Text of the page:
The collection varies, but I especially enjoyed some of the permanent installations/large pieces on the main floor and positioned outside.  I'm losing count of how many art museums I have been to, especially in recent years, but I find the contrast between ancient and modern art interesting.  We've had many conversations (and some laughs) at the Tate Modern and Valencia's IVAM over what makes art (the Tate had some particularly "deconstructed" pieces and IVAM's Surrealist exhibit contains some pieces that are almost disturbing).  And, there, I think we get to the heart of what modern art is and why I keep wanting to see more, even if it doesn't hold the visual enjoyment of a day spent at the Prado.  Staying at the Gran Domine Bilbao, directly across from the Guggenheim, we got to enjoy the view of this modern marvel while staying in our own piece of contemporary art.
Hotel Gran Domine Bilbao

The Hotels
The Gran Domine Bilbao was one of many great hotels we experienced during this trip.  I normally wouldn't include hotels on a list of trip highlights, as I feel it's more about exploring than where you sleep.  But, sometimes (especially when the weather is chilly and damp and you need a cozy retreat) a hotel can be a destination.

Hospederia de los Parajes in LaGuardia is a great example.  Perfectly situated in the enjoyable old town of LaGuardia, this exemplifies what all boutique hotels should be.  The owner has a passion for excellence, which you can see in the care she took in personally decorating to the time she spends chatting with customers in the bar/lobby.  This small hotel is big on amenities with a bar, two restaurants, a wine cellar/gift shop (in one of the old wine caves that run below the town) and a small spa.  The room was spacious and beautiful.  The layout was interesting, with most rooms overlooking the center of the building, where they had created a cozy living room.  We sat by the fire with a glass of wine and a good book...perfect after a long day exploring in snowy weather.

We stayed in Hemingway's favorite spot (albeit not the room) at Gran Hotel La Perla.  You can see why he would like it...right in the center, near everything (in Hem's case, all the bars and a hop to the bullring).  They remodeled recently and while they retained his room and some historical touches, it is now sleek and modern.  Our room was a corner room with more windows than our apartment (and just slightly smaller).  This spot would probably be a little too close to the action for any rest during San Fermin.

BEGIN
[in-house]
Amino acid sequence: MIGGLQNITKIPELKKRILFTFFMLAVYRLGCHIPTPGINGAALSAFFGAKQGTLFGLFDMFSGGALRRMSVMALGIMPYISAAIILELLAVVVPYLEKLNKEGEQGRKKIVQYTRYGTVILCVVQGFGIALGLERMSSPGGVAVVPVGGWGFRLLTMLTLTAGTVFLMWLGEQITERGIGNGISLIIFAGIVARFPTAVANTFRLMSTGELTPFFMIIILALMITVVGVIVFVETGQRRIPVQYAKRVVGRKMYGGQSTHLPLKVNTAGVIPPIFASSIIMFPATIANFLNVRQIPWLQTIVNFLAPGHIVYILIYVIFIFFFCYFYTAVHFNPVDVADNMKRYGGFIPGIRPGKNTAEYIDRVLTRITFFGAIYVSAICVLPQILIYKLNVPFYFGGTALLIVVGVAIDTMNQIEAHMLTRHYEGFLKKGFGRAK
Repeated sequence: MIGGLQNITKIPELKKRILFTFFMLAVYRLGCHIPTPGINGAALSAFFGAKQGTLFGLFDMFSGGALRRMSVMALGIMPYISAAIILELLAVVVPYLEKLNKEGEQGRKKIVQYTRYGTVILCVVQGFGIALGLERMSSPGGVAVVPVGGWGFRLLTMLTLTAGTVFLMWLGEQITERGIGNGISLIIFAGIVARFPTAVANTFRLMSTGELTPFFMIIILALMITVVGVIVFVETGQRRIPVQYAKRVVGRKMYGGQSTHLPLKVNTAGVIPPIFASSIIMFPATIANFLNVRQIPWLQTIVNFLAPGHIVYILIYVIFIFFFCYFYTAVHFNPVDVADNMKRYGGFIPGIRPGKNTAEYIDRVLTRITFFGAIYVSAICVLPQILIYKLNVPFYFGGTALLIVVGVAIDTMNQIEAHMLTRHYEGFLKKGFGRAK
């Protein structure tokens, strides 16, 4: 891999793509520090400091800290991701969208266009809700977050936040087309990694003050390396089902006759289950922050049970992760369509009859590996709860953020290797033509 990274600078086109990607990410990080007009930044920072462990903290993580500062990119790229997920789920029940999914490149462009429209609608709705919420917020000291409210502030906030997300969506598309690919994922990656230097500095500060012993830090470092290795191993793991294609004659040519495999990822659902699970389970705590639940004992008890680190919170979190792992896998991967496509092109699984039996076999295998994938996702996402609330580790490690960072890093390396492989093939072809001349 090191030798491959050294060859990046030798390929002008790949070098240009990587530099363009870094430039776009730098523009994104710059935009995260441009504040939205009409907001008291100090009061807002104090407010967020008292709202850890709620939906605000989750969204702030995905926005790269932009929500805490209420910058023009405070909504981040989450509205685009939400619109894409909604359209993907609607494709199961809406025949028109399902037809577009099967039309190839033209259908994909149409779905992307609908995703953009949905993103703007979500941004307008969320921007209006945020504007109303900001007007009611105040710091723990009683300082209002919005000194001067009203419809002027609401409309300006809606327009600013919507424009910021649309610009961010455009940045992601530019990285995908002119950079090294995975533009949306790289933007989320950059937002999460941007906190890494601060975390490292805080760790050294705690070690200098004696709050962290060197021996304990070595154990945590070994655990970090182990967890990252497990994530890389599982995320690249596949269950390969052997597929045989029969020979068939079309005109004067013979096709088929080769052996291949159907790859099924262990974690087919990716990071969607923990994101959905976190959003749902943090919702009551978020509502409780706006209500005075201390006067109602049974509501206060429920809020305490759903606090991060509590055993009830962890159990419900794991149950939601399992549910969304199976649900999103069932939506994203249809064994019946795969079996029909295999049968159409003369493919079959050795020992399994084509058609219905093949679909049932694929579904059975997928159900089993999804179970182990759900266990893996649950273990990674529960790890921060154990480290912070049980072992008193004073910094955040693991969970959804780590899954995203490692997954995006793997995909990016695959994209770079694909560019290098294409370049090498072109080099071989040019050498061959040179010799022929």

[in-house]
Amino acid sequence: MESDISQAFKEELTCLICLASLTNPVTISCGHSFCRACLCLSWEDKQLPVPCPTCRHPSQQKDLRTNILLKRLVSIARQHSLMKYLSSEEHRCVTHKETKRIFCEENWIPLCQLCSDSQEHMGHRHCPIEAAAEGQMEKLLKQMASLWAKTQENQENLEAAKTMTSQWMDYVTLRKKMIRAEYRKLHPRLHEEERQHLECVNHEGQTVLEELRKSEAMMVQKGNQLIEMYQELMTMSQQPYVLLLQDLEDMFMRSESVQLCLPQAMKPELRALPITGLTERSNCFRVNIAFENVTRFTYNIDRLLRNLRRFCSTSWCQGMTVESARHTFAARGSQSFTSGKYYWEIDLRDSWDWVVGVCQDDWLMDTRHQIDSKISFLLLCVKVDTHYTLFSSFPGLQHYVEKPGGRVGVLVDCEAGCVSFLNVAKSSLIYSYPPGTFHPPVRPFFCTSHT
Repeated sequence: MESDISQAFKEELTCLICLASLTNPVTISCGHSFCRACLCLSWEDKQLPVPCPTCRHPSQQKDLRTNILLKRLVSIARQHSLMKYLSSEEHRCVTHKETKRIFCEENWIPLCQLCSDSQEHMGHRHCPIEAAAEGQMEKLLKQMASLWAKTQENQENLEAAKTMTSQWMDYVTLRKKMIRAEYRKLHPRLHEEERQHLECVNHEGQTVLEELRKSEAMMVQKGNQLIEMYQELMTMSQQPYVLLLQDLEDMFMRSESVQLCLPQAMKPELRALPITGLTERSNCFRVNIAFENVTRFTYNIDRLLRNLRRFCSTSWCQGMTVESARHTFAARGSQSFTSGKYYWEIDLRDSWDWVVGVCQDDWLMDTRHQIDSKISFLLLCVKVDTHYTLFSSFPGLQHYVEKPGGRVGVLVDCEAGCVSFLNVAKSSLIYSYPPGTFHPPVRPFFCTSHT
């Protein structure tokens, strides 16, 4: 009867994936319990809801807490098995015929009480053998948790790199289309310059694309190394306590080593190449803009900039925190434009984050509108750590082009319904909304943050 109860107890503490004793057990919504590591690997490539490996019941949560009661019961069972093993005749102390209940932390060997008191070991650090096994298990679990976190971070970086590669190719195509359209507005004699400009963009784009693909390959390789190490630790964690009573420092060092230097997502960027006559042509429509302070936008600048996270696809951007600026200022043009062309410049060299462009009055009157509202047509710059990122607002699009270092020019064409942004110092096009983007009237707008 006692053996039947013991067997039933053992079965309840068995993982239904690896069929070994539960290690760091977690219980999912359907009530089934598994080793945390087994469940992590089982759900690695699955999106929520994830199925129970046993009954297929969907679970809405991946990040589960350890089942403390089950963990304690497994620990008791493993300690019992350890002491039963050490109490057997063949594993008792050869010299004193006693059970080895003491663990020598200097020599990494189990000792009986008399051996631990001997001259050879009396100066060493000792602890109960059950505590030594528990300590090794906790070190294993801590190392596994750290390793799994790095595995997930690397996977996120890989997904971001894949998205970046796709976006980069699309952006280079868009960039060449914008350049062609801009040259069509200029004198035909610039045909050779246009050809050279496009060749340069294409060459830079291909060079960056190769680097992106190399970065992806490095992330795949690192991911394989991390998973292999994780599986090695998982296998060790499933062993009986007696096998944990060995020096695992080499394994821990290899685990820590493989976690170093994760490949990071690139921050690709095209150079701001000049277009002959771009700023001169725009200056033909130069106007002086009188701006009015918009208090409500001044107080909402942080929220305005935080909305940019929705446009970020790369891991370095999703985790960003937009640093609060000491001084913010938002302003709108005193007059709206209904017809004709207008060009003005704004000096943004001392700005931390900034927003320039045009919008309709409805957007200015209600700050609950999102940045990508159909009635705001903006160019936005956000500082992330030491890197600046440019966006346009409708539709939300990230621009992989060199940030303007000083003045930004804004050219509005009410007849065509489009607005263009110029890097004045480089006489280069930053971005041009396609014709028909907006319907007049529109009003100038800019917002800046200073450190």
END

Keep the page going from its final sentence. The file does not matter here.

The hotels all got things right on a couple common notes--great beds (rare in Spain), amazing bathrooms, and deluxe amenities (I am such a sucker for good toiletries and a cozy robe!  Hospederia gave us an array of wine-based beauty products, but Gran Domine wins the award for most toiletries I have ever seen provided.)
La Concha beach, San Sebastian

There is so much to see in the Basque Country.  Here are a few things on my to-do list for next time:
  • Visit a few of the history museums in the area, to get more immersed in to the long history of the Basque people.  Take a detour to Gernika and the Peace Museum.
  • Take the back roads and explore some of the smaller towns along the coast and cross over the border to explore French Basque Country.
  • Visit the Museo de Bellas Artes in Bilbao to experience that art contrast I mentioned, with its collection of some of the top masters.
  • Take even more time to explore the food and drink wonders: perhaps visiting a Sidreria during the season, finding all the small delights at the pintxos bars, splurge on a Michelin-starred dinner and definitely at least one more day at the gastronomic society.
  • Spend some time outdoors (i.e. come during summer), perhaps walking a bit of the Camino (but that's a whole other trip/discussion) or hanging out on the beach.
  • I don't think I'd appreciate the craziness of San Fermin and I'm certainly not running with the bulls, but I might enjoy the smaller bull festival in Pamplona and taking in a bullfight a la Hemingway.